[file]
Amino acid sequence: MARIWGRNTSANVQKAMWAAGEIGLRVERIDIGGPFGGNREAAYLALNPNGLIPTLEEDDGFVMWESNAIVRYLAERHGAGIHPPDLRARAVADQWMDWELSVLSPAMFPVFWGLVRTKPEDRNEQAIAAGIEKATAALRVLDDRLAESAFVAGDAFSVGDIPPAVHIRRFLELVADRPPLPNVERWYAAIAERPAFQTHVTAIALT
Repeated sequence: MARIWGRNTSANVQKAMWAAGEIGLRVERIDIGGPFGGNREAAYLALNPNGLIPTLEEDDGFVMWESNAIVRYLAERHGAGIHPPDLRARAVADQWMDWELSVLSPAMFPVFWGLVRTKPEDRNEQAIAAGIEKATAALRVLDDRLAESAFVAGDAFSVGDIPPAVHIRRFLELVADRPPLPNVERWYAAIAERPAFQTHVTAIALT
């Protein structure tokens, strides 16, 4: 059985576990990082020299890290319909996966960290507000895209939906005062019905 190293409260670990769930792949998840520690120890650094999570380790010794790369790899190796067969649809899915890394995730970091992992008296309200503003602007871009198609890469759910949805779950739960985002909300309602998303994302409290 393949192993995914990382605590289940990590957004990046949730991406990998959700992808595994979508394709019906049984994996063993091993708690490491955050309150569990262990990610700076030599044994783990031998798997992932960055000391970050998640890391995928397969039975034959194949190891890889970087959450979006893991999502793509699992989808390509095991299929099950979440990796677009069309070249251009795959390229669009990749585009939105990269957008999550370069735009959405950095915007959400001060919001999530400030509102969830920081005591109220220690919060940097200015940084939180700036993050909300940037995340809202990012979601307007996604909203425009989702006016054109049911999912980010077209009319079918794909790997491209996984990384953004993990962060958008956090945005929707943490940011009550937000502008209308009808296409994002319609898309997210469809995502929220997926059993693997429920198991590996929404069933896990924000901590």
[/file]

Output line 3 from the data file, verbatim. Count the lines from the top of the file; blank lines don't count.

């Protein structure tokens, strides 16, 4: 059985576990990082020299890290319909996966960290507000895209939906005062019905 190293409260670990769930792949998840520690120890650094999570380790010794790369790899190796067969649809899915890394995730970091992992008296309200503003602007871009198609890469759910949805779950739960985002909300309602998303994302409290 393949192993995914990382605590289940990590957004990046949730991406990998959700992808595994979508394709019906049984994996063993091993708690490491955050309150569990262990990610700076030599044994783990031998798997992932960055000391970050998640890391995928397969039975034959194949190891890889970087959450979006893991999502793509699992989808390509095991299929099950979440990796677009069309070249251009795959390229669009990749585009939105990269957008999550370069735009959405950095915007959400001060919001999530400030509102969830920081005591109220220690919060940097200015940084939180700036993050909300940037995340809202990012979601307007996604909203425009989702006016054109049911999912980010077209009319079918794909790997491209996984990384953004993990962060958008956090945005929707943490940011009550937000502008209308009808296409994002319609898309997210469809995502929220997926059993693997429920198991590996929404069933896990924000901590």